Tentative thoughts on “problem stickiness”
When it comes to comparing non-longtermist problems from a longtermist perspective, I find it useful to evaluate them based on their “stickiness”: the rate at which they will grow or shrink over time.
A problem’s stickiness is its annual growth rate. So a problem has positive stickiness if it is growing, and negative stickiness if it is shrinking. For long-term planning, we care about a problem’s expected stickiness: the annual rate at which we think it will grow or shrink. Over the long term—i.e. time frames of 50 years or more—we want to focus on problems that we expect to grow over time without our intervention, instead of problems that will go away on their own.
For example, global poverty has negative stickiness because the poverty rate has declined over the last 200 years. I believe its stickiness will continue to be negative, barring a global catastrophe like climate change or World War III.
On the other hand, farm animal suffering has not gone away over time; in fact, it has gotten worse, as a growing number of people around the world are eating meat and dairy. This trend will continue at least until alternative proteins become competitive with animal products. Therefore, farm animal suffering has positive stickiness. (I would expect wild animal suffering to also have positive stickiness due to increased habitat destruction, but I don’t know.)
The difference in stickiness between these problems motivates me to focus more on animal welfare than on global poverty, although I’m still keeping an eye on and cheering on actors in that space.
I wonder which matters more, a problem’s “absolute” stickiness or its growth rate relative to the population or the size of the economy. But I care more about differences in stickiness between problems than the numbers themselves.
We’re probably surveilling poor and vulnerable people in developing and developed countries too much in the name of aiding them, and we should give stronger consideration to the privacy rights of aid recipients. Personal data about these people collected for benign purposes can be weaponized against them by malicious actors, and surveillance itself can deter people from accessing vital services.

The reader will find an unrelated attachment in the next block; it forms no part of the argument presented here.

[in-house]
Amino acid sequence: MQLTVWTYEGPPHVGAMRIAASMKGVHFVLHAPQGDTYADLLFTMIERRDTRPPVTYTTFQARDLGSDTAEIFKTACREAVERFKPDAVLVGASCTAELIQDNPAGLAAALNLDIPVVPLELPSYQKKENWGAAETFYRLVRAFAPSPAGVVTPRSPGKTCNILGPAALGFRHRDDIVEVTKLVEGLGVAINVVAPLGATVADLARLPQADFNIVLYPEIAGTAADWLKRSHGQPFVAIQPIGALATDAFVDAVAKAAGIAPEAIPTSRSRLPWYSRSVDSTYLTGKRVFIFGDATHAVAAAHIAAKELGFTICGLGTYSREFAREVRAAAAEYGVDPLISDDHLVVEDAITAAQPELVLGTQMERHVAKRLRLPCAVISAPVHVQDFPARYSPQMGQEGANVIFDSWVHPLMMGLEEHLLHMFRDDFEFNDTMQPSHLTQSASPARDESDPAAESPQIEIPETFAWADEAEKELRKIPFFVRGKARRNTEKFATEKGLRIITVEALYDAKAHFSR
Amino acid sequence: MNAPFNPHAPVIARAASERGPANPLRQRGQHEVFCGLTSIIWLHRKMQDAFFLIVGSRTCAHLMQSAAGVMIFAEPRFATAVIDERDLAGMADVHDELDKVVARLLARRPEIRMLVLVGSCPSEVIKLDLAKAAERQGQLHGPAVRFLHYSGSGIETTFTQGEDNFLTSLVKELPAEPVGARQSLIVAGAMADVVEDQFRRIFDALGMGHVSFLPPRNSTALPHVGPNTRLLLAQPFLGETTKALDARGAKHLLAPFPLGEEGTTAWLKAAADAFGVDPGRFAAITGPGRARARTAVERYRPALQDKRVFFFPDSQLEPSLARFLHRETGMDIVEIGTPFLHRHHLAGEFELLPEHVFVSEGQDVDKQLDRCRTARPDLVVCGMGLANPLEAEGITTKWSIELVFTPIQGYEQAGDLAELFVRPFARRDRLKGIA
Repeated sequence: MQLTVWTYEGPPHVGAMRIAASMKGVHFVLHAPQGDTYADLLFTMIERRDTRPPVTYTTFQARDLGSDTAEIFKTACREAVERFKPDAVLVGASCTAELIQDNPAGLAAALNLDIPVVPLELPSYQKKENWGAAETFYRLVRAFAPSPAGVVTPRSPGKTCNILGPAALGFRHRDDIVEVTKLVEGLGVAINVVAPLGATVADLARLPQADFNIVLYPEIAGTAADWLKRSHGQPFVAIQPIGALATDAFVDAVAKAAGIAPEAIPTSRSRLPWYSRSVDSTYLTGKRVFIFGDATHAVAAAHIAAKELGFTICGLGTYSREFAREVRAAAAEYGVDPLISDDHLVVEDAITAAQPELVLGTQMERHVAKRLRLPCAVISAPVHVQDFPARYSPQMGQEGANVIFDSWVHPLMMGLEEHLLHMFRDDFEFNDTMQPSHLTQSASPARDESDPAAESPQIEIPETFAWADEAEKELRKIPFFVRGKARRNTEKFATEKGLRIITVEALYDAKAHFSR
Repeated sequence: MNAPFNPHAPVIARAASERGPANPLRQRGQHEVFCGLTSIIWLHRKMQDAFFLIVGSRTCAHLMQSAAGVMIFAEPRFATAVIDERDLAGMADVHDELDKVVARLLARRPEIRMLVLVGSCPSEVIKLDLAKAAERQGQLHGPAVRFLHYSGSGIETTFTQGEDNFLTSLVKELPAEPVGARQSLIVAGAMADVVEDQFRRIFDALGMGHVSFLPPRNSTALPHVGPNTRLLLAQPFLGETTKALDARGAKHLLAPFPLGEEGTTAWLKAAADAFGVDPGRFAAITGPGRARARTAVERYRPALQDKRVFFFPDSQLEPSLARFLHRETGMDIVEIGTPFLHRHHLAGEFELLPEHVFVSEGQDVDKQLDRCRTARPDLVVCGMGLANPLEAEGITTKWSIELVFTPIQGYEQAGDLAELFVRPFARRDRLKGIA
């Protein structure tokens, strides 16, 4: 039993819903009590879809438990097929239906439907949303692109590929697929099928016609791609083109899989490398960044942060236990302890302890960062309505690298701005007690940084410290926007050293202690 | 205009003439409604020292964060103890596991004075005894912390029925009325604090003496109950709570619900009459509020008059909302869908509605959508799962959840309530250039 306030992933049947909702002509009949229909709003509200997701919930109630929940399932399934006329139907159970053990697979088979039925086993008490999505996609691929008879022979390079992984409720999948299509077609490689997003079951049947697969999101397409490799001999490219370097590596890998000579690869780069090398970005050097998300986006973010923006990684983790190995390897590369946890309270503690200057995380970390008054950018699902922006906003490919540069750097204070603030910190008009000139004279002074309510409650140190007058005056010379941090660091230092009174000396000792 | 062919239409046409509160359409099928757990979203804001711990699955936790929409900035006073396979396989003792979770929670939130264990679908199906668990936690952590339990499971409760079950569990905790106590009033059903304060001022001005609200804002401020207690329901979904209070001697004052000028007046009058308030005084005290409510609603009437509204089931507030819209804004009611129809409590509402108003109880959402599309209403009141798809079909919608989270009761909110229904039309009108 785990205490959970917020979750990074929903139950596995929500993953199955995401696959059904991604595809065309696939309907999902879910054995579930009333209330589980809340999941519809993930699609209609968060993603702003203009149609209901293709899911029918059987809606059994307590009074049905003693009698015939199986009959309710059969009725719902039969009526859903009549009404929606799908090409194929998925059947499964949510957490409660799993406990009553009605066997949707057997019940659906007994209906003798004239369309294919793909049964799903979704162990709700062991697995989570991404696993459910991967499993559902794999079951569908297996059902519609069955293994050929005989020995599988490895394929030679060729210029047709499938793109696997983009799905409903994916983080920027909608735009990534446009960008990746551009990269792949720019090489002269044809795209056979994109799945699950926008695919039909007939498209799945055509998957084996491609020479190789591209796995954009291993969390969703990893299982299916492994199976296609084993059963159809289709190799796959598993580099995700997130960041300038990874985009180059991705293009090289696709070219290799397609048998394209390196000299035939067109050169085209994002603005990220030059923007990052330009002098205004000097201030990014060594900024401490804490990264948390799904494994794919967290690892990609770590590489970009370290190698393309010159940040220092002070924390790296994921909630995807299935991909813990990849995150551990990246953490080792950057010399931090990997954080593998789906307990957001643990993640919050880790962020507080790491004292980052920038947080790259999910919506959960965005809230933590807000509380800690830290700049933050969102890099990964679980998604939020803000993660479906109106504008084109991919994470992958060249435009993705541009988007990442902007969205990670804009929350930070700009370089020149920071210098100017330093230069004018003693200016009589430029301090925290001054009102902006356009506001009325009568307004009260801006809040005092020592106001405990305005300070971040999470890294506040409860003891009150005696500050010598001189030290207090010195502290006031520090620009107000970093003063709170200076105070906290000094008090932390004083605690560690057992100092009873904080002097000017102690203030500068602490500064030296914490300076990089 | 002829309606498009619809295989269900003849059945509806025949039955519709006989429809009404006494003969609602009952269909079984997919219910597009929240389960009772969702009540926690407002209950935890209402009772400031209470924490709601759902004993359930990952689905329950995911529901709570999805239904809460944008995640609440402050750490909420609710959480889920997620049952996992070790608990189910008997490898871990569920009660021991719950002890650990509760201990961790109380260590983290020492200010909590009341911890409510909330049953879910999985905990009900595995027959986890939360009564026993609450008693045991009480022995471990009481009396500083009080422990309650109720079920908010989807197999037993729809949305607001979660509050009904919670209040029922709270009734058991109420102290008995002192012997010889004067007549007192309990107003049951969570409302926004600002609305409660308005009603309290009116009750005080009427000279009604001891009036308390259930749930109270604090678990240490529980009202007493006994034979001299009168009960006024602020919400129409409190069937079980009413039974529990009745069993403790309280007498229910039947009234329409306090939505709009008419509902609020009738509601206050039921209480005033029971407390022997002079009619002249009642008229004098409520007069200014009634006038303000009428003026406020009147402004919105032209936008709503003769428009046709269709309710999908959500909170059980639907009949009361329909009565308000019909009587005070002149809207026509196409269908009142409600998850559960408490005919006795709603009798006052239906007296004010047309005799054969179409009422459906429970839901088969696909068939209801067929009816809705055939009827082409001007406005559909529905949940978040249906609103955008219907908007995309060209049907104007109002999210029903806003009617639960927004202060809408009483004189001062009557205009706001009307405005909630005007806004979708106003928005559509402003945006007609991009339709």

“Stop Surveillance Humanitarianism” by Mark Latonero
Automating Inequality by Virginia Eubanks makes a similar argument regarding aid recipients in developed countries.
Interesting op-ed! I wonder to what extent these issues are present in work being done by EA-endorsed global health charities; my impression is that almost all of their work happens outside of the conflict zones where some of these privacy concerns are especially potent. It also seems like these charities are very interested in reaching high levels of usage/local acceptance, and would be unlikely to adopt policies that deter recipients unless fraud concerns were very strong. But I don’t know all the Top Charities well enough to be confident of their policies in this area.
This would be a question worth asking on one of GiveWell’s occasional Open Threads. And if you ask it on Rob Mather’s AMA, you’ll learn how AMF thinks about these things (given Rob’s response times, possibly within a day).
Thank you for sharing this! I took a class on surveillance and privacy last semester, so I already have basic knowledge about this subject. I agree that it’s important to reject false tradeoffs. Personally, my contribution to this area would be in formulating a theory of privacy that can be used to assess surveillance schemes in this context.
Shafi Goldwasser at Berkeley is currently working on some definitions of privacy and their applicability for law. See this paper or this talk. In a talk she gave last month she talked about how to formalize some aspects of law related to cryptographic concepts to formalize “the right to be forgotten”. The recording is not up yet, but in the meantime I paste below my (dirty/partial) notes from the talk. I feel somewhat silly for not realizing the possible connection there earlier, so thanks for the opportunity to discover connections hidden in plain sight!